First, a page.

If we don't drown, I'm gonna strangle you myself. I don't care how many exploding teeth you try to spit out at me.
Top 10 Films
I don't usually do an annual Top Ten, mainly because I invariably catch up on many of the films that make my list in the subsequent six to twelve months. Nevertheless, here's the current incarnation, subject to considerable change. Included are movies that had their wide release in the UK during 2018, hence several of them may appear quite passé to US readers.
10. Journey’s End
Saul Dibbs brings a compelling and superbly performed – by Paul Bettany in particular – adaptation of RC Sherriff's World War I play to the screen in time for the hundredth anniversary of the armistice. I could quibble at a few of the choices made, but for the most part, what has long-since become a rather stuffy set text gets a welcome shot in the arm. (2.10.18)
9. The Ballad of Buster Scruggs
Even non-vintage Coen Brothers fare is never less than essential viewing, and this scrappy anthology picture – what anthology isn't scrappy? – yields several pearls, not least Tim Blake Nelson's titular crooner in the opening segment and Zoe Kazan's rattle in the longest and most affecting, The Girl Who Got Rattled. (9.11.18)
8. The Shape of Water
Just like Superman, kind of, you'll believe a woman can have a consenting relationship with a fish. As with most cases of Oscar glory, the filmmaker's best work (Pan's Labyrinth) was previously passed over for the big prize, a lesser echo instead garlanded down the line, but Guillermo del Toro's period fantasy is still a rewarding patchwork of his great obsessions, and blessed by a fine (and Oscar-worthy) central performance from Sally Hawkins. (14.02.18)
7. Isle of Dogs
I was definitely a doubter regarding Wes Anderson's second animated feature, mostly because I previously resisted fully falling for his fast-and-loose adaptation of Fantastic Mr. Fox. But Isle of Dogs finds him putting his best foot forward to offbeat and highly engaging effect; random, blackly humorous and absurd, but anchored by a canine-centric storyline that draws you in and pays off in inimitably satisfying fashion. (30.03.18)
6. A Star is Born
Bradley Cooper’s directorial debut isn't perfect – the third act in particular flounders through repositioning itself to focus on his alcoholic fading country singer at the expense of the star he has made – but what it gets right very nearly compensates. He and Lady Gaga have palpable chemistry, and the tried-and-tested rise/fall template proves itself ever serviceable. (03.10.18)
5. Phantom Thread
That Paul Thomas Anderson and his wilfully auteurish ways. So much so, he can entice Daniel Day-Lewis out of semi-retirement whenever he puts pen to paper. His tale of an indulged dressmaker (Day-Lewis' Mr Woodcock) whose latest conquest (Vicky Krieps) rather sets the cat among his pigeons is told at a leisurely but irresistible pace, such that the perverse relish it takes in its plot twists is all the more striking. Nevertheless, it's undoubtedly Krieps who takes the laurels. (10.02.18)
4. Spider-Man: Into the Spider-Verse
Not the superhero movie I expected to finish up in my Top Ten of the year – actually, I didn't expect one to make it this time – this Lord and Miller crafted animation, following a host of Spider-Man alts as a means to an origin story for the latest, Miles Morales (Shameik Moore), is endlessly inventive, funny, touching and visually stunning. (12.12.18)
3. Mission: Impossible – Fallout
Perhaps John Woo can be persuaded to do a salvaging re-edit on Mission: Impossible 2? As it stands, it's the only entry in the two-decades-plus spanning franchise thus far that has been less than satisfying. Since the fallout from Oprah's couch jumping that rather dented the prospects of the (underrated) third instalment, Tom Cruise has returned to keeping his mouth shut about scientology and presenting that impossibly nice guy persona to the world. And it’s worked. If I couldn't say Fallout is the best in the series so far, that's only because the last three sequels have been embarrassment of action riches. (25.07.18)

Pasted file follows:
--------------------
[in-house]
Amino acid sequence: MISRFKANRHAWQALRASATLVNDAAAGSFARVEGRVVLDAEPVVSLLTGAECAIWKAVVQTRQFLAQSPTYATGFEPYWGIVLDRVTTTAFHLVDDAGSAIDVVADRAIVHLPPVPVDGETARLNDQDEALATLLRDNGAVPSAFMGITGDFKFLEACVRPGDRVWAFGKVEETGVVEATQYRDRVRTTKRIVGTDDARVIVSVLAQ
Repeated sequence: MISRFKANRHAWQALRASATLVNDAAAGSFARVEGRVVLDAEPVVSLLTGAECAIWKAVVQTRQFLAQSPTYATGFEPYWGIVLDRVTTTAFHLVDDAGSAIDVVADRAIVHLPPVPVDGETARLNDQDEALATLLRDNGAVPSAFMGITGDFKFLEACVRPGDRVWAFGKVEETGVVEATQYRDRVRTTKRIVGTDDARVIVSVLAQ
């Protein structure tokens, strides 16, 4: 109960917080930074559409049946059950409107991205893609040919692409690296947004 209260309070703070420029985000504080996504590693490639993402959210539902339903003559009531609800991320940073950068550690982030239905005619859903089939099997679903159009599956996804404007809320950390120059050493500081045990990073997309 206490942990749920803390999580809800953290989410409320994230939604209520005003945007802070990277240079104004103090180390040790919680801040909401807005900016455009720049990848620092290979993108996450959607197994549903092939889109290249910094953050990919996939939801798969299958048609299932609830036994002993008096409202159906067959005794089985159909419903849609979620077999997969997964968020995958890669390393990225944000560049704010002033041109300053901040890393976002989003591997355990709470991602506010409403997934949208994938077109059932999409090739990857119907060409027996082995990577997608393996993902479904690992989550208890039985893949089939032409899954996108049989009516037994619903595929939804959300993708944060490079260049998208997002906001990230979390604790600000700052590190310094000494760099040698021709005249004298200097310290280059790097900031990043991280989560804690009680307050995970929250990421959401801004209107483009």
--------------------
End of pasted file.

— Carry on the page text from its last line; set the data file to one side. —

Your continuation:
2. Three Billboards outside Ebbing, Missouri
My pick for the Best Picture Oscar of those nominated sees Martin McDonagh return to unbeatable In Bruges form after the very slight hiccup of Seven Psychopaths (most filmmakers can only dream of having a hiccup so enjoyable, though). Naturally, it stirred some controversy, since McDonagh's not the kind of writer to curtsy and make his excuses; it's his head-on approach to subject matter and character that make him one of the best filmmakers around right now (in which respect, he has the edge on his also very talented brother), and it's no coincidence that headlining with Frances McDormand puts one in mind of the skillset that is second nature to the Coen Brothers. (12.01.18)
1. Bad Times at the El Royale
There was a fair degree of anticipation for Drew Goddard's second feature (the first being genre-busting The Cabin in the Woods) that rather fizzled when it arrived to merely respectable notices and less than rapturous box office. On the plus side, that makes it instant cult movie material. On the minus, Goddard ought to have carte blanche to make whatever he so fancies in the future, which means he needs to be bankable.
Anything rigorously written and vaguely in the crime genre these days instantly attracts comparisons to Tarantino, which is fair enough, but Bad Times satisfies on a character level in a manner Tarantino hasn't in years, while offering plot twists that elicit applause for the sheer bravura with which they're executed. Marvellous performances from the ensemble cast too, led by Cynthia Erivo, Jeff Bridges and Jon Hamm. I've said my list will likely look very different in six months’ time, but I wouldn't be at all surprised if Bad Times still tops it. (12.10.18)
Agree? Disagree? Mildly or vehemently? Let me know in the comments below.